Everywhere we go, trends follow us. When we learn about a new idea or item that is becoming popular, we want to watch it, use it, or buy it. When something is trending, we rely on its level of popularity as a mental shortcut: if everyone is talking about it, we believe that there must be a reason, so we end up copying other people’s tastes, interests, and behaviors. The advantage of participating in a trend is that a person feels comfortable with others and at ease with themselves. This sense of feeling makes us want to be part of trends.
But are trends harmless?
I’m not so sure. Award winning science writer, Philip Ball, in his Aeon essay, “Sim Ethics,” helps readers think through the ethics of virtual consciousness, the ability to upload individual consciousness into digital space. What interests me most in this essay is the idea of replication inferiority. Adrian Kent, a theoretical physicist at the University of Cambridge, says that “different lives are preferable to multiple copies of a single life.” In the context of Ball’s essay, this is specifically about digitally replicating individual human consciousness as SIMS, but the principle is worth considering for teens IRL.
In our daily lives, there are many examples in which humans and animals replicate each other’s behavior for survival. Mimicking behavior is a great tool for maintaining a species. But the difference between a human and an animal is that humans possess consciousness and have the ability to question themselves. Humans can ask: Who am I? And why does it matter? People can reflect and decide whether or not a particular behavior is part of the answer to that personal and essential question that goes beyond survival.
So, Who Should I Follow?
While copying others' behavior can be a helpful way to make our own choices, it is not always the case. Copying certain behaviors can lead us down a path that takes us farther away from who we are.
Trends complicate teens’ freedom to choose their own conscious self. Online, teens occupy multiple personas on various platforms or apps, and they copy the behavior connected to each platform. But by being preoccupied with those trends, they are also losing their identity and becoming replicas. Teens might not realize this, since our minds are fixated on making sure we are fitting in, but when we wear the same clothes or mimic someone’s behavior, we are losing ourselves. This happens because the more we look and behave like others, the less awkward we feel. We know we will not be judged.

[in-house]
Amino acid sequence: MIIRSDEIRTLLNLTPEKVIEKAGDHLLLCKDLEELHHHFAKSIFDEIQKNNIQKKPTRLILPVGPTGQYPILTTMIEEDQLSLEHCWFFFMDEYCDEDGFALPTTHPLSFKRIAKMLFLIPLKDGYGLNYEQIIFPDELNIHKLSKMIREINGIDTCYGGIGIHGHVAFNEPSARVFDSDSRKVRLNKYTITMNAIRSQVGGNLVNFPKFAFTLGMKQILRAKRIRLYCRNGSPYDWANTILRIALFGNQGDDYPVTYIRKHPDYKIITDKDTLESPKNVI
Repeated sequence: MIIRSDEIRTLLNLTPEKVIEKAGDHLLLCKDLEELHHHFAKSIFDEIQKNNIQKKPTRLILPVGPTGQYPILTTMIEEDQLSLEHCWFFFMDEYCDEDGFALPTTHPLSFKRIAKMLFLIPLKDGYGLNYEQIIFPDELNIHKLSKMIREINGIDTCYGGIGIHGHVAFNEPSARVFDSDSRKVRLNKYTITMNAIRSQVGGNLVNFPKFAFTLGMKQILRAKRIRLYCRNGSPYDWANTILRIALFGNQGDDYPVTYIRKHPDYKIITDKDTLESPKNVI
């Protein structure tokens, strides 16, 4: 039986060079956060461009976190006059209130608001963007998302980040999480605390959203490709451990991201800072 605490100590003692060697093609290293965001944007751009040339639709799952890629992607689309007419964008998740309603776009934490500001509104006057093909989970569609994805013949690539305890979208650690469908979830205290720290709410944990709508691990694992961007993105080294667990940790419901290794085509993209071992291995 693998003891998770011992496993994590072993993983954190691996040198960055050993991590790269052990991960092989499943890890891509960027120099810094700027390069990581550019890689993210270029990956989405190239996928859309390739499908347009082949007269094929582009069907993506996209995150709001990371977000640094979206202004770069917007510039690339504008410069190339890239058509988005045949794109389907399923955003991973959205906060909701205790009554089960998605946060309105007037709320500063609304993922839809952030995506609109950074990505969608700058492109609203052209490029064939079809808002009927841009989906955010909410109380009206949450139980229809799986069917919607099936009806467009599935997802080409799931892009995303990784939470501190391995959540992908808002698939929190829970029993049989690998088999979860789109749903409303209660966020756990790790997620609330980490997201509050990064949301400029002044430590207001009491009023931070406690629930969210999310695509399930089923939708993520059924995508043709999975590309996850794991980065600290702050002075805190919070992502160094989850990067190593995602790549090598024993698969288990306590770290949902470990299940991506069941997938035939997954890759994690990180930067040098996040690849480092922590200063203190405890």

In terms of the replication inferiority theory, individuals lose their value when they adjust themselves to be clones of another person. When teens see a trend they want to replicate, they might neglect to ask questions like: Does this product reflect who I am or want to be? Am I participating in this activity because I understand it and care about it, or am I just following along? Speaking for myself, I know that I have decided to participate in certain trends because everybody else was doing it. I never stopped to ask: Is this truly me? But now I do.
Participating in trends gives us a sense of community, which is great! But often we sacrifice our individuality without even realizing that we are losing what makes us special. Sometimes people think a difference is bad because it can make a person feel left out, but the difference highlights and emphasizes the nature of one's true self. When we are our true selves, we will find a community that supports us. While it can be frightening to appear different from those around us, being unique is important because it gives us our truest value.
Embracing your individuality can help you lead a more fulfilling life, as it allows you to express yourself freely and authentically. When you are true to yourself, you are less likely to be influenced by societal norms or expectations, and can instead focus on what truly matters to you. This can lead to greater confidence and a stronger sense of self-worth.
Moreover, embracing your individuality can also have a positive impact on those around you. By being true to yourself, you can inspire others to do the same, leading to a more diverse and accepting community. This not only helps to create a more vibrant and dynamic society, but also allows for a greater exchange of ideas and perspectives, which can lead to greater understanding and growth.
However, it is important to remember that finding and embracing your individuality takes time and effort. It requires introspection, self-reflection, and a willingness to challenge your own beliefs and perceptions. It is a journey that requires patience, openness, and a commitment to personal growth.